In 1597 a disastrous uprising that resulted in the destruction of the missions, took the lives of several Franciscan missionaries in the Guale and Mocama districts. The revolt was termed the Juanillo uprising after its rebellious Indian leader. Spain retaliated by destroying native villages, and years of attacks and reprisals followed. Juanillo was eventually killed, and the Spanish authorities felt they had their revenge. They rebuilt, to some extent, the missions of the region, but this never led to Spanish colonization, and the region remained a contested but unsettled zone between the Spanish stronghold of St. Augustine in La Florida and the new English colony of Virginia.
Azilia and Georgina
In 1663 King Charles II created the colony of Carolina just south of Virginia. Initially the borders of the new colony were relatively modest, but two years later they were expanded. Now the southern border of Carolina, by the English definition, engulfed St. Augustine in La Florida. The Spanish were understandably alarmed, but the land was still unsettled, and while tensions mounted there were no open hostilities between the two colonies. In 1670 Charles Town (Charleston) was founded in southern Carolina and quickly began to flourish. Now the issue of settling the lands to the south in order to provide protection for Charles Town against both the Spanish and the Indians grew far more important.
Ideas for a separate colony began in earnest around 1700. Carolinians wanted a colony of “farmer-soldiers” who could both make a profit on the land and serve as protection for themselves. Needless to say, while land grants for colonization were coveted, the conditions and the region available were not considered prime, and technically the land was under the ownership and control of the Carolina proprietors (see North and South Carolina). Still, there were interested parties.
The first person to offer a solution was a Scottish baron named Sir Robert Montgomery. In 1717 he proposed the establishment of a colony with himself as governor, but allowing the Carolina proprietors to keep their property rights. Montgomery wanted only the title of governor-for-life and the chance to engage colonists in cultivating silk, wine, olives, raisins, almonds and currants. Montgomery painted quite a rosy picture of the prospects for this new English colony, one which he would call the Margravate ofAzilia.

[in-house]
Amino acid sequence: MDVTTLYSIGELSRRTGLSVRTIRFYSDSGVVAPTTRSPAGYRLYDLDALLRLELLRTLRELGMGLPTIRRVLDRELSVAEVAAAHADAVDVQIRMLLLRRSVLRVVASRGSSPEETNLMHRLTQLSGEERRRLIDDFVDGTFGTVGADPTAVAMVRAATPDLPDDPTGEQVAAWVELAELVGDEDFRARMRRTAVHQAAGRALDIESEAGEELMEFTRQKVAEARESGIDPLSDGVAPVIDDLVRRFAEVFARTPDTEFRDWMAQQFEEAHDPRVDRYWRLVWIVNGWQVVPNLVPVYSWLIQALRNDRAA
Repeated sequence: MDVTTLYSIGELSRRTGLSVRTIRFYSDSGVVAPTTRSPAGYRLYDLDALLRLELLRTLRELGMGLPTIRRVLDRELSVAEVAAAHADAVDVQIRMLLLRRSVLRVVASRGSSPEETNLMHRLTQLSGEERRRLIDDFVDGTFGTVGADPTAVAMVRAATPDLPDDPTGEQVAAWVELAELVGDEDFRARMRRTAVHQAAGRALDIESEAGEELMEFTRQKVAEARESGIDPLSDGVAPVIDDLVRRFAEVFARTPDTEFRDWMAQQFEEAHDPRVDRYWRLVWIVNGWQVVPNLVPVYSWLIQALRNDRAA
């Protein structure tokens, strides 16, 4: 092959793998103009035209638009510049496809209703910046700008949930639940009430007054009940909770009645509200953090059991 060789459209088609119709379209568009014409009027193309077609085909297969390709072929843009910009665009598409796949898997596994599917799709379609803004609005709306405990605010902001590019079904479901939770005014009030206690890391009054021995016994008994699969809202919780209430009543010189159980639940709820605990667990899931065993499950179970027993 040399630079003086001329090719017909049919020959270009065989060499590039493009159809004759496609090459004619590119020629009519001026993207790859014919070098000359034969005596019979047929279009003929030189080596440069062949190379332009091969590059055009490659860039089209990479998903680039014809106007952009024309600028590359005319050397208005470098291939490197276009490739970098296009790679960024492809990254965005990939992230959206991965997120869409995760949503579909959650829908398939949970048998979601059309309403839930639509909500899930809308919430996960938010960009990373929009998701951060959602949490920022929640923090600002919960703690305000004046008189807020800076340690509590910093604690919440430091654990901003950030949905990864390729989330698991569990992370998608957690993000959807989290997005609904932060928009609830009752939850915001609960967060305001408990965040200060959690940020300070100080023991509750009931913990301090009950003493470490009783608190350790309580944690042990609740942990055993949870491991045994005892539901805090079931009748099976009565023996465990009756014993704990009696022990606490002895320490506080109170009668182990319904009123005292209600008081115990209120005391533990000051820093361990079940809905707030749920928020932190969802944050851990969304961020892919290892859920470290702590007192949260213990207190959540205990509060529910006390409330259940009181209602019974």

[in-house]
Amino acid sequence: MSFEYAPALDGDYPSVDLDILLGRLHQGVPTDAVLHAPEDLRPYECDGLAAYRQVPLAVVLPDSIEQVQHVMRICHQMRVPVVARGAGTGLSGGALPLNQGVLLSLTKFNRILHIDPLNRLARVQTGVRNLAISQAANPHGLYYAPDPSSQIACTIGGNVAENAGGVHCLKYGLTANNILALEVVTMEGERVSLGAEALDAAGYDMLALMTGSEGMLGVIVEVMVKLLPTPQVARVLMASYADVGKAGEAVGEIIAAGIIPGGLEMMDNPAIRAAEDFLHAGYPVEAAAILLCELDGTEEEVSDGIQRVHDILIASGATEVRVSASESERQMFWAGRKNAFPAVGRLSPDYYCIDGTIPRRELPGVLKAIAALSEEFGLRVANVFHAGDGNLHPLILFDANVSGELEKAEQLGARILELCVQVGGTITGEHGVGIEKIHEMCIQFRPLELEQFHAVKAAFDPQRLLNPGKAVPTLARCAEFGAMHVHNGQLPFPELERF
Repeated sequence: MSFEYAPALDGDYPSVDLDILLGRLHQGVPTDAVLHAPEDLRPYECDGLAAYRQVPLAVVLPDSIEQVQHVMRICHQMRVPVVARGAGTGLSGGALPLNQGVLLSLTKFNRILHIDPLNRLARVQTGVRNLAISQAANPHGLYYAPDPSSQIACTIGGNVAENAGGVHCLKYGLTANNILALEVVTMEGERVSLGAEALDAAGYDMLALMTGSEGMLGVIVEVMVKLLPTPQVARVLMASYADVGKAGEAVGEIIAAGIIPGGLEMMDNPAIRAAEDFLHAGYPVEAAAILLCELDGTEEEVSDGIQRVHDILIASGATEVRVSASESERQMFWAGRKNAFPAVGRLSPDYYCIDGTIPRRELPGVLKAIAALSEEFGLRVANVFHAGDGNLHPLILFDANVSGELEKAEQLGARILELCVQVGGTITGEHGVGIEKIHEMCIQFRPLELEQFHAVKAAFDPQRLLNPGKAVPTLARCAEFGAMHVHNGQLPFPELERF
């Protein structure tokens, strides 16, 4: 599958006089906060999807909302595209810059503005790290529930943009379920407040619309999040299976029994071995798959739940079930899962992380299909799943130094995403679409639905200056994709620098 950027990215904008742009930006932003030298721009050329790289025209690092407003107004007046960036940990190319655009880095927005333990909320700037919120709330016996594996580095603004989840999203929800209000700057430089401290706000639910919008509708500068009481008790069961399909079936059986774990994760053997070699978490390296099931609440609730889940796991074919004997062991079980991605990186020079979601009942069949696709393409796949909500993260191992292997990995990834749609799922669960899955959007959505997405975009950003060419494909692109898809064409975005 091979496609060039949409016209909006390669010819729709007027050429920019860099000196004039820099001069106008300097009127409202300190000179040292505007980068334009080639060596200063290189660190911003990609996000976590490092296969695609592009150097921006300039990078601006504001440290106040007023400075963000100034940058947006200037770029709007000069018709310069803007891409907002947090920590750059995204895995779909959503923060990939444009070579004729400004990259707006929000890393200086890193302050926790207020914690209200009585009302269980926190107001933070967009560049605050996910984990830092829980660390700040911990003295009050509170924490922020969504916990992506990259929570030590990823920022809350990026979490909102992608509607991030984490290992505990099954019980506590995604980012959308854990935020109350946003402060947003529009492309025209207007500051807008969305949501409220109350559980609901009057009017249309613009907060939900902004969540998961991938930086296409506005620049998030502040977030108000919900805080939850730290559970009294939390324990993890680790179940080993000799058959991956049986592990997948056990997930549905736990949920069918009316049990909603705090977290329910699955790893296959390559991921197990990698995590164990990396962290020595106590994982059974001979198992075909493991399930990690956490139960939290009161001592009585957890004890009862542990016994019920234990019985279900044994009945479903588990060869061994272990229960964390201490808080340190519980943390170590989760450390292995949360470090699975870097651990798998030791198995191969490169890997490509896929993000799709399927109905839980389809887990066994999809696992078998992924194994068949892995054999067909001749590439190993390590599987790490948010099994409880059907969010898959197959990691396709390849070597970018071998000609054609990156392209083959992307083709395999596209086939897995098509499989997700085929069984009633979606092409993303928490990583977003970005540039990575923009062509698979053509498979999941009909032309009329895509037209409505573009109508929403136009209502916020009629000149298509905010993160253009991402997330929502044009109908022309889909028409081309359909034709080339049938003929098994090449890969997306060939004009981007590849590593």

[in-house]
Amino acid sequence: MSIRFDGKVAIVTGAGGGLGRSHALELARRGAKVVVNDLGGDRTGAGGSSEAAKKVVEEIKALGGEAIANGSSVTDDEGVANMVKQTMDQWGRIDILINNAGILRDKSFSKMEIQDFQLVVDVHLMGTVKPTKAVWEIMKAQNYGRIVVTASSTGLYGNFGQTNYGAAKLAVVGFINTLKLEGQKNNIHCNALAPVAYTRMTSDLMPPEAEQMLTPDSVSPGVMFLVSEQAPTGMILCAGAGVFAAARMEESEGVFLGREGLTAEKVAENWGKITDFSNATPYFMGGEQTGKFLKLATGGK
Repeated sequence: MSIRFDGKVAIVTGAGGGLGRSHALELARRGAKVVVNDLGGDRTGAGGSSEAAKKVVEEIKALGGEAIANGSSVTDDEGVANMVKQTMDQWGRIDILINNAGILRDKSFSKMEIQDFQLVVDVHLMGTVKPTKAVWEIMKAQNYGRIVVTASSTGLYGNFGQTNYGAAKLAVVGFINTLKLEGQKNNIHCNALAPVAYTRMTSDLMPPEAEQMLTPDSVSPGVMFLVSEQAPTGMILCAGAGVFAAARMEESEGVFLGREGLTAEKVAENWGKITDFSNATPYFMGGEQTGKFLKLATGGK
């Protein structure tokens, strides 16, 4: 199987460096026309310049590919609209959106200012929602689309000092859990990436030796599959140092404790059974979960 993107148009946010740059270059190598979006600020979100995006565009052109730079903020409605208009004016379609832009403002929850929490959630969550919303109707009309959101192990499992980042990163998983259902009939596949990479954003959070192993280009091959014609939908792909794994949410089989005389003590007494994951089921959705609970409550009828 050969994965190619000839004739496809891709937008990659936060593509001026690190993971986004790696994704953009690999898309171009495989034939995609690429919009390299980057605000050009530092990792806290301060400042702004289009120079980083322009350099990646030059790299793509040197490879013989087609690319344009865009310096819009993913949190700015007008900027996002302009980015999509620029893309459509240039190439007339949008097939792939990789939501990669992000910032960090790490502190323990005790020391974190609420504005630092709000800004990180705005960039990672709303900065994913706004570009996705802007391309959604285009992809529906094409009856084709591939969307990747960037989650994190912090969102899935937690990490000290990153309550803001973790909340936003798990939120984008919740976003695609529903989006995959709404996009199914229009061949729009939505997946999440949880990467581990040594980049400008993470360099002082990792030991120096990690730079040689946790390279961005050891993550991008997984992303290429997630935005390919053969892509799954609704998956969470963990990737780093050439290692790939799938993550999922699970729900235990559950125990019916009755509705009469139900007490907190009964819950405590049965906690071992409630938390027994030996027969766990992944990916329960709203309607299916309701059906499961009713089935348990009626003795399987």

A margravate is, by definition, a border colony or county, military in nature. The word is of German derivation, describing the lands held by a margrave, or nobleman in medieval Germany, who was appointed the task of defending his homeland’s borders. Azilia has been called both “a fanciful name of unknown origin” and “a Mesolithic European culture.” (While the real definition is elusive, the word is used today as a popular Internet directory.) Montgomery’s plans for Azilia were detailed but perhaps a bit too ambitious. Neither he nor the Carolina proprietors could afford the scheme, and the three-year time limit on the establishment of Azilia expired.
Another proposal, made by Jean Pierre Purry in 1724, also failed for lack of financing. A Swiss wine merchant, Purry hoped to develop exactly what the Carolinians wanted—a colony of Swiss farmers who would also act as soldiers to protect the border. He proposed the name Georgina in honor of George I, the Hanoverian King of England. While Georgina never materialized, Purry did succeed in establishing a small settlement in modern South Carolina, which he called Purrysburg. This colony eventually failed and disappeared from the map, but Purry is forever credited with his enthusiastic advertising of Carolina in his homeland of Switzerland, instigating what would become known as "Rabies Carolinae" or “Carolina Fever.”
The colony of Georgia would be created within the next decade, and would serve a purpose very different from those of these initial attempts.